A support member 20 is attached between the first wheel support 14 and the second wheel support 16 intermediate the front end 23 and the back end 19 of the frame. A tubular support 22 is attached generally centrally to the support member 20 and extends upwardly therefrom. An additional support 24, for supporting the base frame 12 upon a supporting surface, depends from the connection 13. The additional support embodiment as illustrated in FIG. 1, is a conventional pivotal wheel 25 with a brake 42. FIG. 2 illustrates a second embodiment, in which the support 24 is a nonmobile stop member 26 defined by a flat disk attached to a lower end of the support 24, as discussed below. FIG. 3 illustrates another embodiment in which the support 24 terminates in a pointed end or tip, as discussed below.
For the purposes of this application, the term "supporting surface" shall encompass all types of walking surfaces, including sand, soil, brick, blacktop, cement, gravel and wood. Preferably the additional support 24 extends a distance from connection 13 approximately equal to the radius of the back wheels 34 so that the base frame 12 is level when it sits on a level supporting surface.
An elongated handle 28 extends outwardly from the connection 13 and away from the base frame 12. The handle 28 is preferably bent to be generally horizontal at its upper free end 30. The handle 28 extends at an upward oblique angle from a connection on the base frame 12 remote from the back wheels 34. A molded grip 32 is slidingly engaged to the end 30. The handle 28 preferably extends beyond the periphery of the umbrella canopy. Alternatively the handle 28 can be of a chain or rope construction, although an elongated tubular structure is preferred for purposes of balance of the umbrella and facilitating ease of use. The tubular support 22, the additional support 24, and the handle 28 are preferably aligned in a plane along a longitudinal axis bisecting the base frame 12. The base frame 12 is preferably made of a metal such as aluminum or steel, or may be heavy beams made from plastic or other materials.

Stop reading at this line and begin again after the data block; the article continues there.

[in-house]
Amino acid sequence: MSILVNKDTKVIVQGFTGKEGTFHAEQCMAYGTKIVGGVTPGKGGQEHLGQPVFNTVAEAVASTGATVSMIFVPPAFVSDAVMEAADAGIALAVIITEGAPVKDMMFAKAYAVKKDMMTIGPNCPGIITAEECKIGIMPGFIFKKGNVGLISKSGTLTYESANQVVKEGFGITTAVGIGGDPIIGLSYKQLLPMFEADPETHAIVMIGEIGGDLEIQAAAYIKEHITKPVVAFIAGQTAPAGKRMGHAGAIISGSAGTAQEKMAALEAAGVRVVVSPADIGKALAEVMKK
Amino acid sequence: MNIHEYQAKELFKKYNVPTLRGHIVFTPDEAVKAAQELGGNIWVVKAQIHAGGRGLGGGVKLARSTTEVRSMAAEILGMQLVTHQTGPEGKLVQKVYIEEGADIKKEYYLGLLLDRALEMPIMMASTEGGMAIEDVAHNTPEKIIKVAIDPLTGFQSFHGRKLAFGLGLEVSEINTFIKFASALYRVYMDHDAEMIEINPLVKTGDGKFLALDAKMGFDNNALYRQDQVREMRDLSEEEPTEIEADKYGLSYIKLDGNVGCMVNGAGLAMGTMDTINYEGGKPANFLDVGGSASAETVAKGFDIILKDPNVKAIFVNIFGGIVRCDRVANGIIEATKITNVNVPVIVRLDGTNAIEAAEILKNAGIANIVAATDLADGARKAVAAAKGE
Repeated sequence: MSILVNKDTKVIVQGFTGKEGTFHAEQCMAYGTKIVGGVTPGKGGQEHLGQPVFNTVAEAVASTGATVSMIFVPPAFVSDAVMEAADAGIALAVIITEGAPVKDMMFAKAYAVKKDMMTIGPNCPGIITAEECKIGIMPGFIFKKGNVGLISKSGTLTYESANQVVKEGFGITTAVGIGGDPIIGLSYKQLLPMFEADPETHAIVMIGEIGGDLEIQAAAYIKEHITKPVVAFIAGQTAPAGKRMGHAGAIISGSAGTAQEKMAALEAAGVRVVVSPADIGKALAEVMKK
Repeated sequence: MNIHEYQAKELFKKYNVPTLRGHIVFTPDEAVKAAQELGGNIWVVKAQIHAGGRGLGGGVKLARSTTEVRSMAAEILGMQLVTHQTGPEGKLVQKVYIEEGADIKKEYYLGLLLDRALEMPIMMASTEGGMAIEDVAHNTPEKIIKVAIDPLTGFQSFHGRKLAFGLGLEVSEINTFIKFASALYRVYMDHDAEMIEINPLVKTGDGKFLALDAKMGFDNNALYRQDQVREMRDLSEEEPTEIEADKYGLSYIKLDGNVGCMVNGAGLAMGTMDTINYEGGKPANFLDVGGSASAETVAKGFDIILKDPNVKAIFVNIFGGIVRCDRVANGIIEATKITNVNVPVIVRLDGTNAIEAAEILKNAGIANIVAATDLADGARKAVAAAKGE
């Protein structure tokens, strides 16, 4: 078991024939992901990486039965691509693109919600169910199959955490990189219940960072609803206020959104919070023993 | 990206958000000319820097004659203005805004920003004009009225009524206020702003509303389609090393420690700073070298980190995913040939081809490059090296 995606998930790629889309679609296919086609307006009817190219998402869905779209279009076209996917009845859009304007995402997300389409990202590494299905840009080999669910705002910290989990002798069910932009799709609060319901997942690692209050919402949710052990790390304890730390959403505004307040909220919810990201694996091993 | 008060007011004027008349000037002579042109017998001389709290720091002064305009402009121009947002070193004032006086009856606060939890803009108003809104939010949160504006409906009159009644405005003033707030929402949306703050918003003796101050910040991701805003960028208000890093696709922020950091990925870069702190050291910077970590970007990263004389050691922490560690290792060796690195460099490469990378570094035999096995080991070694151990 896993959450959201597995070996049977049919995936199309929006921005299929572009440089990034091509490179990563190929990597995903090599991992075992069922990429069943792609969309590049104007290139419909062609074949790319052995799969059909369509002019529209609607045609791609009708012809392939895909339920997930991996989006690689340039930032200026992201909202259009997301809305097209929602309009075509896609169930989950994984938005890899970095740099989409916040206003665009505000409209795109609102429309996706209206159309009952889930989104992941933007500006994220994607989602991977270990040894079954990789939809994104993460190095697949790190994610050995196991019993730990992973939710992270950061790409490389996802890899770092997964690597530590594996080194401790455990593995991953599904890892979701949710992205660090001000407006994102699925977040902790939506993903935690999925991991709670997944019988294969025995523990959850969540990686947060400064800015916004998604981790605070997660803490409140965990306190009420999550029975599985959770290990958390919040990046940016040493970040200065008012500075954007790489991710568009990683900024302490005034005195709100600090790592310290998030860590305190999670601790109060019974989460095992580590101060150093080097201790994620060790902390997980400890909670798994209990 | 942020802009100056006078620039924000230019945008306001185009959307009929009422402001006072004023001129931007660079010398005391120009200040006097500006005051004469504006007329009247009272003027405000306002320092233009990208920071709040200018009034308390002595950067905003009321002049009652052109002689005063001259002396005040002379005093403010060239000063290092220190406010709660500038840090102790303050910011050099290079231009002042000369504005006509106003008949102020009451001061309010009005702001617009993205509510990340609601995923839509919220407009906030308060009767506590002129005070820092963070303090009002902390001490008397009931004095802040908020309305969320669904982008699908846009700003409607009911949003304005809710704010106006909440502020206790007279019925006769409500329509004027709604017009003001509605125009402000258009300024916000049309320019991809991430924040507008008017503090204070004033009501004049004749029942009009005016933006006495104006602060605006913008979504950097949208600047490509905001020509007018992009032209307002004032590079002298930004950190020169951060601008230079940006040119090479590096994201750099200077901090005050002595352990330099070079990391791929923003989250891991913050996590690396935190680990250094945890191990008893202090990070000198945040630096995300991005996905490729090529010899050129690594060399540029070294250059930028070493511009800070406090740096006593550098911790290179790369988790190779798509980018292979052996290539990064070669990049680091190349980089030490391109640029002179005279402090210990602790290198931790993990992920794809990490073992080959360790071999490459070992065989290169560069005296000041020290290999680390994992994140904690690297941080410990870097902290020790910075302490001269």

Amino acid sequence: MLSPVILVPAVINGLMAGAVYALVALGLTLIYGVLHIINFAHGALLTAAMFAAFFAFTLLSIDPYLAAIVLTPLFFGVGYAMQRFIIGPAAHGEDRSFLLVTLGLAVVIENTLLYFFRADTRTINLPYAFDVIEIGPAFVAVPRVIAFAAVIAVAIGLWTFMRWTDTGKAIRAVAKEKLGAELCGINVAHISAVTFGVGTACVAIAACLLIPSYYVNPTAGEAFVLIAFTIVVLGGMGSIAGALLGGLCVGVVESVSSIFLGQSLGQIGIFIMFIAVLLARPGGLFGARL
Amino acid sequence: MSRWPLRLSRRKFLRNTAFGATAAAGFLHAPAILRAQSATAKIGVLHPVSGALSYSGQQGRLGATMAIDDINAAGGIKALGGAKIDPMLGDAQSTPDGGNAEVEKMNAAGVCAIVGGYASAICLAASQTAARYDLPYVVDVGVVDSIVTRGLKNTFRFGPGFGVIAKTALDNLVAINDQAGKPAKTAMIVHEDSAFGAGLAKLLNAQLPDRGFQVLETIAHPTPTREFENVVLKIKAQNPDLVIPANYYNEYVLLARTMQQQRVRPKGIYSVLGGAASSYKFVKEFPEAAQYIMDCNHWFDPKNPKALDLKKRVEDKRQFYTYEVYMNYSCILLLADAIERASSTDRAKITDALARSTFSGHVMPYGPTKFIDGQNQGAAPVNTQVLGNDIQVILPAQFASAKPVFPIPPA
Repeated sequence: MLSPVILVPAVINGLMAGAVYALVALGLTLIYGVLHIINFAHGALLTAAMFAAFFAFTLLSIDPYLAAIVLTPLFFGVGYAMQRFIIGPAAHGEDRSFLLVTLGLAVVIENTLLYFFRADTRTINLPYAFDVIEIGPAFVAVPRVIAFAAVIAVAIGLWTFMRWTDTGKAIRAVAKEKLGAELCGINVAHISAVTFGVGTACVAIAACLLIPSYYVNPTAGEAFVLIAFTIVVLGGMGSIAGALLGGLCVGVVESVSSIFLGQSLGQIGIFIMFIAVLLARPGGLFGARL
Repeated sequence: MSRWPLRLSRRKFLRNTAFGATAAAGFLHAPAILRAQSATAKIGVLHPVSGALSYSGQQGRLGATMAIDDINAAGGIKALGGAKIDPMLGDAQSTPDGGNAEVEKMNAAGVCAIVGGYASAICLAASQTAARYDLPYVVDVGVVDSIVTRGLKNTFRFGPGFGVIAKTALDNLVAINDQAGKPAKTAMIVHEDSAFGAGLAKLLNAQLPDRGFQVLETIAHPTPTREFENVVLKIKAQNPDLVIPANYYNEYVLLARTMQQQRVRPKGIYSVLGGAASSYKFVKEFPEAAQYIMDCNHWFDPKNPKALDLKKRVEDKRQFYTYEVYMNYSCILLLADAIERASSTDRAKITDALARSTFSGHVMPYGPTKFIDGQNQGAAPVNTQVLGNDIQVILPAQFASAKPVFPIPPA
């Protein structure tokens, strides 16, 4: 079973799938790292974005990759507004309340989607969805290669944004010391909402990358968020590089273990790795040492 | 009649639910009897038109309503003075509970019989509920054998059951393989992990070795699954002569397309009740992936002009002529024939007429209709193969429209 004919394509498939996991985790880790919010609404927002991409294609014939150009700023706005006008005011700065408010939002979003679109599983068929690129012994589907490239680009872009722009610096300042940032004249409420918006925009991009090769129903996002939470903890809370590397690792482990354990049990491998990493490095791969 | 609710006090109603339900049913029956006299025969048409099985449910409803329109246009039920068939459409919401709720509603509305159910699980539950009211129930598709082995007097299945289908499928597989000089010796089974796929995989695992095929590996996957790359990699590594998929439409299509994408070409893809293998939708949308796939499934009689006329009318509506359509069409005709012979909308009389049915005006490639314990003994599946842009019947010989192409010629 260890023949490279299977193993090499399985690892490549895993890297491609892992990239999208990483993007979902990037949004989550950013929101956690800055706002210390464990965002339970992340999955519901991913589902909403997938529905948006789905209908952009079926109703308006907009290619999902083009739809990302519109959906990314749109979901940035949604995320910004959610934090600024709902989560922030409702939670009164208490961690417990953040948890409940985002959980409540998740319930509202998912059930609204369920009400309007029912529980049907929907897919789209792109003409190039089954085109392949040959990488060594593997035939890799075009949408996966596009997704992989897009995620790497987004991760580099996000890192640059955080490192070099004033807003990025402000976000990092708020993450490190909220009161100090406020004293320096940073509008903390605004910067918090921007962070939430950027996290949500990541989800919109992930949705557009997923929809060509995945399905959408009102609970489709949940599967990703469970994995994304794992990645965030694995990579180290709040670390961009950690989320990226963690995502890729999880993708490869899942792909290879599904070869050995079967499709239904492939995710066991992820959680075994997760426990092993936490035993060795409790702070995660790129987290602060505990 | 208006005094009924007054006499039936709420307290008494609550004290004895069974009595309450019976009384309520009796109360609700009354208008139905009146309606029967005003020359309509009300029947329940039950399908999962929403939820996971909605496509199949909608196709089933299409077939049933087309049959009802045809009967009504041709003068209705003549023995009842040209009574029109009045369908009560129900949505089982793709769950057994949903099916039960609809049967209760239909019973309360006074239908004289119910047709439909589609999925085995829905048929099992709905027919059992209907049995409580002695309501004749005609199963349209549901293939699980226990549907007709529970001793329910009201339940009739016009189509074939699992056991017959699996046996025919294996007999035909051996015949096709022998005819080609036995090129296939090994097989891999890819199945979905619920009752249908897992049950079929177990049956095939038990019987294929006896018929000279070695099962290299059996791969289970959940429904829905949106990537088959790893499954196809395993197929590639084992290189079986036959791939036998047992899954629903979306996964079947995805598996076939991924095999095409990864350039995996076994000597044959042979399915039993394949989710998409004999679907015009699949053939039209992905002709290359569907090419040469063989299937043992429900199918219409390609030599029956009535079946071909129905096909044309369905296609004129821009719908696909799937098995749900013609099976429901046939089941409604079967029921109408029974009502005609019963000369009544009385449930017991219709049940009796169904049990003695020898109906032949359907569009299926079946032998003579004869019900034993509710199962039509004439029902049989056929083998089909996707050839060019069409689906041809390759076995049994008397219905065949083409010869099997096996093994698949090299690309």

The umbrella 10 includes a conventional umbrella 38 having an elongated post 36 with a first end 37 and a second end 39 distal from the first end. The first end 37 is slidingly received in the tubular support 22. The diameter of the support 22 is closely sized to the diameter of the post 36, to minimize wobble of post in the support. The umbrella 38 in the illustrated embodiment has a conventional fabric canopy 41 which is supported by a plurality of support ribs, extending from the elongated post 36. Alternatively, the tubular support 22 can be telescopingly received within the elongated post first end 37 or can be of a single piece construction with the elongated post. Furthermore, the umbrella may be of a solid plastic construction, permanently fixed in the open position.
FIG. 2 illustrates a back perspective view of an alternate embodiment of the selectively moveable umbrella 10. The tubular support 22 is positioned generally intermediate between the first wheel support 14 and the second wheel support 16. In the illustrated embodiment, the tubular support 22 and the additional support 24 are aligned each on an axis line medial the back wheels 34. In this fashion, the elongated post 36 of the umbrella 10 is supported substantially equally between the spaced-apart back wheels 34 attached to the base frame 12. The additional support 24 as shown in FIG. 2 is an elongated projection or stop member 24, having a free end, and extends downwardly from the connection 13 of the first wheel support 14 and the second wheel support 16 at a point on the base frame remote from the back wheels. The additional support 24 terminates in a stop pad 26. The pad 26 is defined by an outwardly extending flange or disk that provides a stand for the base frame 12 on a supporting surface.